The Forest Service believes, at this early stage, it is important to give reviewers notice of several court rulings related to public participation in the environmental review process. First, reviewers of the DEIS must structure their participation in the environmental review of the proposal so that it is meaningful and alerts an agency to the reviewer's position and contentions; Vermont Yankee Nuclear Power Corp. v. NRDC. 435 U.S. 519, 553 (1978). Also, environmental objections that could be raised at the DEIS stage but are not raised until after completion of the Final environmental Impact Statement (FEIS) may be waived or dismissed by the courts; City of Angoon v. Hodel, 803 F. 2d 1016, 1022 (9th Cir. 1986) and Wisconsin Heritages, Inc., v. Harris, 490 F. Supp. 1334, 1338 (E.D. Wis. 1980). Because of these court rulings, it is very important that those interested in this proposed action participate by the close of the 45 day comment period so that substantive comments and objections are made available to the Forest Service at a time when it can meaningfully consider them and respond to them in the FEIS.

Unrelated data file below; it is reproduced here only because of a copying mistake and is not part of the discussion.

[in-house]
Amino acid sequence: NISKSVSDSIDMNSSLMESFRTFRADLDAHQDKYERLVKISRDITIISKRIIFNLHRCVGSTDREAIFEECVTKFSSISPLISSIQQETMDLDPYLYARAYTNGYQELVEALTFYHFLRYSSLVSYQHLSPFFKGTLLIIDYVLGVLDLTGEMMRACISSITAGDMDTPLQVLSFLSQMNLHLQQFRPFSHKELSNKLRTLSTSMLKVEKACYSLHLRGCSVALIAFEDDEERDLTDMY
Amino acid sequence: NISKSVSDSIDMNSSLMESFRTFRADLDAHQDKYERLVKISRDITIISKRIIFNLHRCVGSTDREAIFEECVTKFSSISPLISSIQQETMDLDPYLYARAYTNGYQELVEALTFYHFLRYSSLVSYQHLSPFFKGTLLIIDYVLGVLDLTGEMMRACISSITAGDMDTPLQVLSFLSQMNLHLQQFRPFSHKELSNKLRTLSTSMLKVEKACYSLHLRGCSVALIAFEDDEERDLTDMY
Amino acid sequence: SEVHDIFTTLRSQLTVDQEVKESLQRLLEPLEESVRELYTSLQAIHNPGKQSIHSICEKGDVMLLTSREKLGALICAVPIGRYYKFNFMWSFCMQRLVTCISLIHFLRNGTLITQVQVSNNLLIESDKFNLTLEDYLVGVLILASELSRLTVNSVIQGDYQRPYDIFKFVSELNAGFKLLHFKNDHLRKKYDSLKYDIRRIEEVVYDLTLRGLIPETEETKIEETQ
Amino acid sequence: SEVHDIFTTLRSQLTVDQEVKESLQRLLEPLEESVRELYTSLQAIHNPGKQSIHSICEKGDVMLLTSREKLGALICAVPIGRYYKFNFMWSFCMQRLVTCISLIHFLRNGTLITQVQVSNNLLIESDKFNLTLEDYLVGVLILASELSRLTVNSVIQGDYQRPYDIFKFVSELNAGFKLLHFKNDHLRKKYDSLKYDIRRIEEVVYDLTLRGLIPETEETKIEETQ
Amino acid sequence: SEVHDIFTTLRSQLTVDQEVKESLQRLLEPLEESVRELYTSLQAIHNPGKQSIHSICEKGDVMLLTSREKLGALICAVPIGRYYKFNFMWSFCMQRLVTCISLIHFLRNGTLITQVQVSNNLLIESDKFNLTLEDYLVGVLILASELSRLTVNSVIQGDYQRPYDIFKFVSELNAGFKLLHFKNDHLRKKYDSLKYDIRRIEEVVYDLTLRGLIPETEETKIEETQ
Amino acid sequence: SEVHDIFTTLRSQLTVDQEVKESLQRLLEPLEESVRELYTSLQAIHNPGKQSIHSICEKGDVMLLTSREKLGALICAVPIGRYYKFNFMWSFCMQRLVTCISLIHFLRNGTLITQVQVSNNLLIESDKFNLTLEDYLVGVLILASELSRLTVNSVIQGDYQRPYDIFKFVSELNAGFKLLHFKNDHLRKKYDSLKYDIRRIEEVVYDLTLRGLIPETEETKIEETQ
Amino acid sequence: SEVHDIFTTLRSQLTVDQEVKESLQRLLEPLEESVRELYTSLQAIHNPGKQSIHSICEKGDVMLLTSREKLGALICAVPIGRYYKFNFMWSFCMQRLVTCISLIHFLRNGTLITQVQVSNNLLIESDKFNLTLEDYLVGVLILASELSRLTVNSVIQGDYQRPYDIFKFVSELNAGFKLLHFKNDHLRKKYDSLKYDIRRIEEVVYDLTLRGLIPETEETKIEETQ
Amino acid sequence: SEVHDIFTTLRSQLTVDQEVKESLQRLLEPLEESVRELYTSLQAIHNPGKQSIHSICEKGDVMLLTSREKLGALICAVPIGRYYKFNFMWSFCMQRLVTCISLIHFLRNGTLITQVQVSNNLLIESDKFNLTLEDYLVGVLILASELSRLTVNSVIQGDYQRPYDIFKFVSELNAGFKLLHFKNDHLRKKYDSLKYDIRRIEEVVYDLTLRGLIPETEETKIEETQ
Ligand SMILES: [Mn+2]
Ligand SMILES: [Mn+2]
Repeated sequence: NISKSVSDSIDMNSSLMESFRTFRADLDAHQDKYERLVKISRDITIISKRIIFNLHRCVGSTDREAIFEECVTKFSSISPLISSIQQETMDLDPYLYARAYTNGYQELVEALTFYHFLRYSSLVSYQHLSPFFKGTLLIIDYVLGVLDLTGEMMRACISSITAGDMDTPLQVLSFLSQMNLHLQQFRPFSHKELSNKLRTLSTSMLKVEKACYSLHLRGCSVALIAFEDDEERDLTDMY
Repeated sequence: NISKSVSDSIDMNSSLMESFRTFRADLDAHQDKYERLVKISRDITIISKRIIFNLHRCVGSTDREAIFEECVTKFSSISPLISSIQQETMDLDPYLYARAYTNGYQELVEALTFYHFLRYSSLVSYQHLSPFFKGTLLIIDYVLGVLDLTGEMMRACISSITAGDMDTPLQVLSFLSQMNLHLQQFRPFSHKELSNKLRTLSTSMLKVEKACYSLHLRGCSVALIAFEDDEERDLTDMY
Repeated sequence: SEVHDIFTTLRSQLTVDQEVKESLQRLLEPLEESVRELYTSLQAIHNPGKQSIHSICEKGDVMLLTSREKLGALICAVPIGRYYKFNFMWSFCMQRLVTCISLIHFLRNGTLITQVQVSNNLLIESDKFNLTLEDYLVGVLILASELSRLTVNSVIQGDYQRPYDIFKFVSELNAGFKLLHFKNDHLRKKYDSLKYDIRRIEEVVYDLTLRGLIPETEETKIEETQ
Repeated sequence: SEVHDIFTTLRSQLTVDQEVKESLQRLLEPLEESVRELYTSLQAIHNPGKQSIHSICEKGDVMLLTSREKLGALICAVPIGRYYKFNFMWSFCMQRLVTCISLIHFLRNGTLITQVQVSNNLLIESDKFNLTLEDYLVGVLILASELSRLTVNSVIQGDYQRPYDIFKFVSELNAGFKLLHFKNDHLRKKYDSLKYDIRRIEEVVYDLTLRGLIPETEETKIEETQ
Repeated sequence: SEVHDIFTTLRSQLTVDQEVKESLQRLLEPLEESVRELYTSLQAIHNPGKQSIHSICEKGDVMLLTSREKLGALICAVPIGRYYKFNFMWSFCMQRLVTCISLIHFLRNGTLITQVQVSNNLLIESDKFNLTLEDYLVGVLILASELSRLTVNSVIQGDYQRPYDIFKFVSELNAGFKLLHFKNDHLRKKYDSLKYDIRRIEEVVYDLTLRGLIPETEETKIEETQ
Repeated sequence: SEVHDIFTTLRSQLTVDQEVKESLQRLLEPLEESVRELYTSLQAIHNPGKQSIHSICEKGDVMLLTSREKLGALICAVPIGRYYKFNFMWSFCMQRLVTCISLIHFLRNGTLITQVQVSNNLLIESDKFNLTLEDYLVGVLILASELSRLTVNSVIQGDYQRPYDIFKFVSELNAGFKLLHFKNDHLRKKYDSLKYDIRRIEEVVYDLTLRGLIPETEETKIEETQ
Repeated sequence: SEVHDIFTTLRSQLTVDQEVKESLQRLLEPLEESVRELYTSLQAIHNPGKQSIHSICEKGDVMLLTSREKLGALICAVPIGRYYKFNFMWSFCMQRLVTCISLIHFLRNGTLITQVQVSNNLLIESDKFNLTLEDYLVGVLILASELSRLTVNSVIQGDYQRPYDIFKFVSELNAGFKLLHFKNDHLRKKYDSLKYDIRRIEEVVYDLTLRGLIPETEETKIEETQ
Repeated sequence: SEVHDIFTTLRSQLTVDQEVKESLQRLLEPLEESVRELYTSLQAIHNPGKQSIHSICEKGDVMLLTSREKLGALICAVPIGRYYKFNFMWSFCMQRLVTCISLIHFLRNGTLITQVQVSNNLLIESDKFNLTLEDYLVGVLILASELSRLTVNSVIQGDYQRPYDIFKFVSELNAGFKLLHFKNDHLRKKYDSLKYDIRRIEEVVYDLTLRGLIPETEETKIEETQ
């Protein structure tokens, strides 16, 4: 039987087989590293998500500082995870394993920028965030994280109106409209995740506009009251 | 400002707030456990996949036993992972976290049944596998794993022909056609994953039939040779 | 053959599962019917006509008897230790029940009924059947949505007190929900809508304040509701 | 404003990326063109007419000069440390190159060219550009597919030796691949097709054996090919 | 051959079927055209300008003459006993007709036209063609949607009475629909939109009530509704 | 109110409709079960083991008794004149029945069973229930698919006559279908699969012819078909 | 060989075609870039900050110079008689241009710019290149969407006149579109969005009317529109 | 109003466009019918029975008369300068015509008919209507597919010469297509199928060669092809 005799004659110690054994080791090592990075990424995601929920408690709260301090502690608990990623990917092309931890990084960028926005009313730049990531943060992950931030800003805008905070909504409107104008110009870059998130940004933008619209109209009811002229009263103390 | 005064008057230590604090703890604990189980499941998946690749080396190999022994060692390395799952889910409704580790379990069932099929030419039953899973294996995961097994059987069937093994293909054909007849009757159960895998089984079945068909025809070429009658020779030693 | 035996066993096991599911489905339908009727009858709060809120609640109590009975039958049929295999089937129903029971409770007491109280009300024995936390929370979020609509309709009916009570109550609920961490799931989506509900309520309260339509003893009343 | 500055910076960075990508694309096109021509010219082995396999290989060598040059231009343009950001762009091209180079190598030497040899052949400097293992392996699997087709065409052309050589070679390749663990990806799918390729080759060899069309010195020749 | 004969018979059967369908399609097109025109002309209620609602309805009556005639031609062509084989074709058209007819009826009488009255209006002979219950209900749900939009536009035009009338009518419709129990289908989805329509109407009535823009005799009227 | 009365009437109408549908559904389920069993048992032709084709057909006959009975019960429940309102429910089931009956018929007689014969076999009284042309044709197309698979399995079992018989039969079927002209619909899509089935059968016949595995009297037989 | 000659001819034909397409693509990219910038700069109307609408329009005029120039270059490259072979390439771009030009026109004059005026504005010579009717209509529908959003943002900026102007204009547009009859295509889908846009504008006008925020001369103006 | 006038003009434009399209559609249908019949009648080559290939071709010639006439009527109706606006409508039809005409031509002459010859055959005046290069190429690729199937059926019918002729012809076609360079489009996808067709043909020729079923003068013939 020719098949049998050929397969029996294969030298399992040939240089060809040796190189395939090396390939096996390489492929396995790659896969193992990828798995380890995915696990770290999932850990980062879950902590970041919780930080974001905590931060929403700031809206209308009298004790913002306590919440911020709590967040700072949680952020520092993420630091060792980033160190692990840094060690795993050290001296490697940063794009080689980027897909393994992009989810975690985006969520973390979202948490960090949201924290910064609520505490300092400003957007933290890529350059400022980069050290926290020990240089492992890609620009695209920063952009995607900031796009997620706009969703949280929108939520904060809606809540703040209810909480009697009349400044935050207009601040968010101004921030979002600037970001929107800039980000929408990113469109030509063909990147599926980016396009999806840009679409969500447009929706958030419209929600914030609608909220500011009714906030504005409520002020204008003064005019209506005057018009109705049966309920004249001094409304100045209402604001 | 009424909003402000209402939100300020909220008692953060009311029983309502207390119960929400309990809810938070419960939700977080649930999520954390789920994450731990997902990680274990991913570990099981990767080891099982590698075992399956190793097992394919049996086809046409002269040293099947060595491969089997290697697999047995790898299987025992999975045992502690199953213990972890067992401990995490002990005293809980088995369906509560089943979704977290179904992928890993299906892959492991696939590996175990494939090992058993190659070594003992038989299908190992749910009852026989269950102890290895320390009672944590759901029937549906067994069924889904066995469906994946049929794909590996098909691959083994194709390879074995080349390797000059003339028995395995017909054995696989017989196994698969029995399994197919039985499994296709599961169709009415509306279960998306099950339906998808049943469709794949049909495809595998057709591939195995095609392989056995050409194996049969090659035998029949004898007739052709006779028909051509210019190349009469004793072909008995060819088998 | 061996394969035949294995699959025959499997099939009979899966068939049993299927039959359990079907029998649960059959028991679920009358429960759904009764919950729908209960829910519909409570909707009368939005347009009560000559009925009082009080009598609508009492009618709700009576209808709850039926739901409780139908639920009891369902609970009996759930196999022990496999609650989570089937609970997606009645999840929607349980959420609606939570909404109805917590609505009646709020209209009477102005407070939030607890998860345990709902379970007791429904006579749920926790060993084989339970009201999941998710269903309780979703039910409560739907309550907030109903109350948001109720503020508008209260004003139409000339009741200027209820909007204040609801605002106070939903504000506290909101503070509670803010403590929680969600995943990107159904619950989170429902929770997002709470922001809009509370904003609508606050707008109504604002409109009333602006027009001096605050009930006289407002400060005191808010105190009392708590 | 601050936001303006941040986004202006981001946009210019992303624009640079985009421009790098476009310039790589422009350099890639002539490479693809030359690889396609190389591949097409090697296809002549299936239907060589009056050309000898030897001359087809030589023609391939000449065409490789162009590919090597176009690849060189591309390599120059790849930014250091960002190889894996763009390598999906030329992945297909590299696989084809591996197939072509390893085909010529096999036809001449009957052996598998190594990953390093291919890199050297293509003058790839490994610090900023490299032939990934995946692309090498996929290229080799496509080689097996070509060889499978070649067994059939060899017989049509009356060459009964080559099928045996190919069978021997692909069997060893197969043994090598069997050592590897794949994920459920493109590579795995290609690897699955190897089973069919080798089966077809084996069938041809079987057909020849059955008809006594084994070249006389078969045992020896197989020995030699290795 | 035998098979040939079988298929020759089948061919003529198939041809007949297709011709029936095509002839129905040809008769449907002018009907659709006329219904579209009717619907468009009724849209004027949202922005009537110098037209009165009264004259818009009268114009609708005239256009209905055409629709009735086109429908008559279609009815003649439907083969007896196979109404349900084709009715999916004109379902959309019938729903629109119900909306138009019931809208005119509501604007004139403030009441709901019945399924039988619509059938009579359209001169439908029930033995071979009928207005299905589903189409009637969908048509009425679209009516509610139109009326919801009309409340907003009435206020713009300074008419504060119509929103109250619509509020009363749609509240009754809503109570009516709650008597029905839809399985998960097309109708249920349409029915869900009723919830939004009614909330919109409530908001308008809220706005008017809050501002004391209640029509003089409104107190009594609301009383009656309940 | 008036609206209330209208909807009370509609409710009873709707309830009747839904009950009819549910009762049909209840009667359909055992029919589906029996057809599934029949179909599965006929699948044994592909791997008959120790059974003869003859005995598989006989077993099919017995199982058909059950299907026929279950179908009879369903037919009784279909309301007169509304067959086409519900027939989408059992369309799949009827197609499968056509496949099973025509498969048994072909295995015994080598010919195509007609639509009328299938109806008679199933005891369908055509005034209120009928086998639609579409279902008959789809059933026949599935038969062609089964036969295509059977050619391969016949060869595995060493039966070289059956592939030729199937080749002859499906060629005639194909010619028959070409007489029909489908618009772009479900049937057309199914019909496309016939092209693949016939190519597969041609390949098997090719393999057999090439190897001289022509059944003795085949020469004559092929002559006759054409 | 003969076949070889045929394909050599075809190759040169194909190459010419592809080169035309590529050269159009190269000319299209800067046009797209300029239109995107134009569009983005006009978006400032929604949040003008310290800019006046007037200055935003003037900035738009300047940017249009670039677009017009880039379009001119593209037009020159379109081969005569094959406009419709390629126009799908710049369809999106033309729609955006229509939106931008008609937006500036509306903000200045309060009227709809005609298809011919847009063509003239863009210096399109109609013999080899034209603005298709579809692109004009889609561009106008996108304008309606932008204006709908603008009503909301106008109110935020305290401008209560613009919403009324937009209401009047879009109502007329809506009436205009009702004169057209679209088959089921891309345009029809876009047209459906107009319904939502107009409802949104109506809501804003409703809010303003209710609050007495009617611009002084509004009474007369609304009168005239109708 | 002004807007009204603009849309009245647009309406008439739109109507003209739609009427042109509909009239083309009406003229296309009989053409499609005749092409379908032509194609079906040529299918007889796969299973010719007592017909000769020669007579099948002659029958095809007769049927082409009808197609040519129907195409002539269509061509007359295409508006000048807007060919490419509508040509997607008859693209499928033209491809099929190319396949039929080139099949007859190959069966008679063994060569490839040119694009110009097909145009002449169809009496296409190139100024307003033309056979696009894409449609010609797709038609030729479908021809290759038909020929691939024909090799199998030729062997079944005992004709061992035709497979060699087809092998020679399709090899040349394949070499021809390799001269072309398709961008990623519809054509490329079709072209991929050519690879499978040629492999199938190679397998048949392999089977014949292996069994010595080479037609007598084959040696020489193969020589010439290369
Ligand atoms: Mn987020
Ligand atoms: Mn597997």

To assist the Forest Service in identifying and considering issues and concerns on the proposed actions, comments on the DEIS should be as specific as possible. It is also helpful if comments refer to specific pages or chapters of the draft statement. Comments may also address the adequacy of the DEIS or the merits of the alternatives formulated and discussed in the statements. Reviewers may wish to refer to the Council on Environmental Quality Regulations for implementing the procedural provisions of the National Environmental Policy Act at 40 CFR 1503.3 in addressing these points.
After the comment period ends on the DEIS, comments will be analyzed, considered, and responded to by the Forest Service in preparing the Final EIS. The FEIS is scheduled to be completed in September 2004. The responsible official will consider the comments, responses, environmental consequences discussed in the FEIS, and applicable laws, regulations, and policies in making decisions regarding these revisions. The responsible official will document the decisions and reasons for the decisions in a Record of Decision for the revised Plan. The decision will be subject to appeal in accordance with 36 CFR 217.
Martha J. Ketelle, Forest Supervisor, White River National Forest. P.O. Box 948, Glenwood Springs, CO 81602-0948. “As the Responsible Official, I will decide which, if any, of the proposed projects will be implemented. I will document the decision and reasons for the decision in the Record of Decision. That decision will be subject to Forest Service appeal regulations.”Start Signature
Dated: October 17, 2003.
Martha J. Ketelle,
Forest Supervisor, White River National Forest.
[FR Doc. 03-26719 Filed 10-22-03; 8:45 am]